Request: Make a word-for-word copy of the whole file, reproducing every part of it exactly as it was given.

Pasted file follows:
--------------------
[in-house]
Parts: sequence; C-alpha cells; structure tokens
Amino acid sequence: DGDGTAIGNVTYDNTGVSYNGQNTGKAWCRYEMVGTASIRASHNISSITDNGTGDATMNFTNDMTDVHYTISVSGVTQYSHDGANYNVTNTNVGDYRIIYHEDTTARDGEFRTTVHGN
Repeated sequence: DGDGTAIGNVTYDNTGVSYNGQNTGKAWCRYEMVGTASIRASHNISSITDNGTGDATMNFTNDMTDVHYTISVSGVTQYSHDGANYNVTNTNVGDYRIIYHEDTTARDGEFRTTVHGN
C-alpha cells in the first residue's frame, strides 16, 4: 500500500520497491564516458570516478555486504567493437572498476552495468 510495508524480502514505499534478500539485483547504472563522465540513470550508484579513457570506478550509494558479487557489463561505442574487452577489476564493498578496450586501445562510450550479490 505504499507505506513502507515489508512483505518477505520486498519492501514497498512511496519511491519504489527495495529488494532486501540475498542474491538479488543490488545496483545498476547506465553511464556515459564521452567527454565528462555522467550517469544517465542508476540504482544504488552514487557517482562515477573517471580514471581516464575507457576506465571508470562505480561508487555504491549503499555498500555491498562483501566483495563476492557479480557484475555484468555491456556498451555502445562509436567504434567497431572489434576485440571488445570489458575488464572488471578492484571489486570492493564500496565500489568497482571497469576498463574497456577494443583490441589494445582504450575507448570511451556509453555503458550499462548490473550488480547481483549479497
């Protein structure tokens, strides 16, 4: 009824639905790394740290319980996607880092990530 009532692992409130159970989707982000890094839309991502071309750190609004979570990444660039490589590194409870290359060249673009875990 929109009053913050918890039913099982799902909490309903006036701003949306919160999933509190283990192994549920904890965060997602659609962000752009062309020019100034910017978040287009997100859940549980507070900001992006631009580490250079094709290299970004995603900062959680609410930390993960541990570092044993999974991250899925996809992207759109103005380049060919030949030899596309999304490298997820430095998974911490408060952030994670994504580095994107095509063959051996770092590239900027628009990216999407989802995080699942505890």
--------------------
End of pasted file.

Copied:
[in-house]
Parts: sequence; C-alpha cells; structure tokens
Amino acid sequence: DGDGTAIGNVTYDNTGVSYNGQNTGKAWCRYEMVGTASIRASHNISSITDNGTGDATMNFTNDMTDVHYTISVSGVTQYSHDGANYNVTNTNVGDYRIIYHEDTTARDGEFRTTVHGN
Repeated sequence: DGDGTAIGNVTYDNTGVSYNGQNTGKAWCRYEMVGTASIRASHNISSITDNGTGDATMNFTNDMTDVHYTISVSGVTQYSHDGANYNVTNTNVGDYRIIYHEDTTARDGEFRTTVHGN
C-alpha cells in the first residue's frame, strides 16, 4: 500500500520497491564516458570516478555486504567493437572498476552495468 510495508524480502514505499534478500539485483547504472563522465540513470550508484579513457570506478550509494558479487557489463561505442574487452577489476564493498578496450586501445562510450550479490 505504499507505506513502507515489508512483505518477505520486498519492501514497498512511496519511491519504489527495495529488494532486501540475498542474491538479488543490488545496483545498476547506465553511464556515459564521452567527454565528462555522467550517469544517465542508476540504482544504488552514487557517482562515477573517471580514471581516464575507457576506465571508470562505480561508487555504491549503499555498500555491498562483501566483495563476492557479480557484475555484468555491456556498451555502445562509436567504434567497431572489434576485440571488445570489458575488464572488471578492484571489486570492493564500496565500489568497482571497469576498463574497456577494443583490441589494445582504450575507448570511451556509453555503458550499462548490473550488480547481483549479497
């Protein structure tokens, strides 16, 4: 009824639905790394740290319980996607880092990530 009532692992409130159970989707982000890094839309991502071309750190609004979570990444660039490589590194409870290359060249673009875990 929109009053913050918890039913099982799902909490309903006036701003949306919160999933509190283990192994549920904890965060997602659609962000752009062309020019100034910017978040287009997100859940549980507070900001992006631009580490250079094709290299970004995603900062959680609410930390993960541990570092044993999974991250899925996809992207759109103005380049060919030949030899596309999304490298997820430095998974911490408060952030994670994504580095994107095509063959051996770092590239900027628009990216999407989802995080699942505890």